The Marblehead DECA program is preparing to send four state champions to compete in the International Career Development Conference (ICDC) in Orlando, Florida next month.
At ICDC, more than 22,000 high school students from across the U.S. and other countries will compete to take cluster exams and role-play at the international level. It is a major competition for DECA, an international student association focused on developing emerging entrepreneurs and business leaders.
“Whether it’s knowing how to present yourself in a professional business environment or learning how to think on your feet and speak with confidence, I believe DECA teaches important skills early on, giving you a competitive edge in your career as it prepares you to go into an adult business environment with confidence and knowledge,” said Maddie Cole, a Marblehead High School (MHS) student and state champion.
Students from Marblehead DECA became state champions at the State Career Development Conference (SCDC) this year.
Anthony Vizy, a sophomore at MHS, said being a DECA member has provided him with real-world experience.
“I am very happy that I chose to join DECA and I look forward to pursuing a career in business,” said Vizy.
To prepare for the international competition, students are reviewing the role-play, presentation, and quiz bowl practices they used to prepare for district and state competitions.
“There isn’t much time between states and internationals. Now the students are self-studying the material in their respective competitive areas and taking practice tests through the DECA+ website,” said Janice Skalaban, MHS business teacher and DECA advisor.
“Through DECA, students acquire skills in critical thinking, problem-solving, collaboration, communication, public speaking, and creativity,” she added.
To join MHS DECA, students must take at least one business course in high school. They may join DECA if they are enrolled in a class during their current year, even if the course doesn’t run until the second semester.
“That year, I was really worried that I wouldn’t perform well at states and internationals, but I was state champion and an international finalist, so that felt really great because I had been really worried before and I was sad I had missed out my freshman year,” said Cole.
The most gratifying experience for Cole was placing within the top 10 internationally at ICDC last year. At ICDC, there are three rounds of competition: a 100-question test, two initial role-plays, and a final role-play for the top 20 finalists.
To make things more difficult, the category Cole chose was one of the largest. After going through all of that work, Cole felt gratified to get called up in front of over 20,000 people to receive a medal for placing so high.
“It was amazing to see all of that hard work pay off in such a tangible way, and it provided me with an experience I’ll never forget,” Cole said. “While I was proud of getting top 10, It also motivated me to push for more.”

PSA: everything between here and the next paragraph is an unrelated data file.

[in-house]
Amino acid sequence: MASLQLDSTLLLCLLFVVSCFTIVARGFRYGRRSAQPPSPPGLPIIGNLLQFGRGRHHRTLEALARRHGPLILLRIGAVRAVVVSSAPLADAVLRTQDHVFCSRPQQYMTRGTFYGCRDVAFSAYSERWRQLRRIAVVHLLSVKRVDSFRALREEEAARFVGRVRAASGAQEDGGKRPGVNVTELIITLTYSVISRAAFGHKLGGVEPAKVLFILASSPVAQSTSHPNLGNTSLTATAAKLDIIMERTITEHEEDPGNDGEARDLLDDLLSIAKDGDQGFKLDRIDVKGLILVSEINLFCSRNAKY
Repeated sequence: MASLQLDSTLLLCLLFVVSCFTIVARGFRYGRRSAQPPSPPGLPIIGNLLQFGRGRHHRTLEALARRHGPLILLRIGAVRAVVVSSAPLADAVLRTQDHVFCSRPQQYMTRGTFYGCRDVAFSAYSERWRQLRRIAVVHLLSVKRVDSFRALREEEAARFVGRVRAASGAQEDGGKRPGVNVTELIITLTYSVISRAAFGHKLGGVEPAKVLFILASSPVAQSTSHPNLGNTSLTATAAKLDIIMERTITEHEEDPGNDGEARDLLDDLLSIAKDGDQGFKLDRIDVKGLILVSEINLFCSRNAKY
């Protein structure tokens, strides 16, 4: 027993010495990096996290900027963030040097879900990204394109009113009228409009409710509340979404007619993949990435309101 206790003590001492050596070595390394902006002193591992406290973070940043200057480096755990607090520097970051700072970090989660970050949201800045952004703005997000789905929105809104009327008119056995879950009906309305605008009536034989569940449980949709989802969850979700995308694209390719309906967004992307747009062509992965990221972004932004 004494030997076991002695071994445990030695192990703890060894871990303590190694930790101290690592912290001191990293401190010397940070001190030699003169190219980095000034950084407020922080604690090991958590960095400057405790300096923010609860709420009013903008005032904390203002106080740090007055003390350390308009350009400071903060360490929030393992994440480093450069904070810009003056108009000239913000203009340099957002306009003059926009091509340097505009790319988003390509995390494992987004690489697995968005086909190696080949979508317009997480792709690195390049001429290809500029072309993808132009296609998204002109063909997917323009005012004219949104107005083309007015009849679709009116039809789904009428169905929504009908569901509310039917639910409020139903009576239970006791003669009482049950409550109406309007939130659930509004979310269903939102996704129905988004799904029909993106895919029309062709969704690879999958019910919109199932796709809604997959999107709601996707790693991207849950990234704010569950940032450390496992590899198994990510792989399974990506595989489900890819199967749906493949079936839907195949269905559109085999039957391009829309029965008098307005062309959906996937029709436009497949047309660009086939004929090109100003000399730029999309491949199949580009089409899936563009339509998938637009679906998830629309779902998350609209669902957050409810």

Cole said she is extremely competitive, which leads her to constantly try to achieve more. She said her goal this year is to place in the top three.
For Olivia Goldwater, one of the state champions competing at ICDC from April 22-25, being a member of the DECA program has been one of the most beneficial experiences in her high school years.
“Even if we don’t win internationals, I think just competing at DECA at any level is going to be super beneficial in my career,” Goldwater said. “DECA forces you to think on your feet and adapt to any scenario thrown at you while having to keep it together. There have been tons of times when I didn’t know exactly what I was doing but managed to push through and try to find an alternative solution.”
Goldwater added that DECA had significantly improved her public speaking ability. She said that even for those who are not interested in pursuing a business career, DECA is a very beneficial high school activity.
Over 3,366 students, advisors, and chaperones attended the three-day SCDC. 200 volunteer judges read business reports online or evaluated students in person. There were 20 exhibitors from colleges, DECA partners, vendors, and volunteer workshop presenters, including female entrepreneurs, former DECA members, Ted Talk speakers, financial experts, and a professor from the Massachusetts Institute of Technology.
“The most difficult experience about DECA has been the anxiety that leads up to your event. When we are waiting to go into our prep time and role-play, the nerves are very high, as we do not know what to expect,” said Arielle Kahn, an MHS student and state champion. “The most gratifying experience about DECA is winning. It is such a good feeling knowing that all the hard work that you put in paid off in the end.”
Skalaban decided to start the DECA chapter at MHS to generate more interest in business subjects and provide unique learning opportunities for her students. She said the downside is that DECA is very expensive.
Each student pays dues to join Marblehead DECA, but Friends of Marblehead Public Schools is its biggest supporter. Skalaban said Marblehead DECA has used the funds of the Friends Grant to pay part of the registration fees for students.
“There is a limit of three years on the Friends Grant. I applied for one next year, which will be the final year that we are eligible,” said Skalaban. “Local businesses have helped by donating through our Business Partnership Fundraiser. Other fundraisers have taken down the amount we need for hotels, airfare, and shuttle services. The rest of the money needed is provided by the parents.”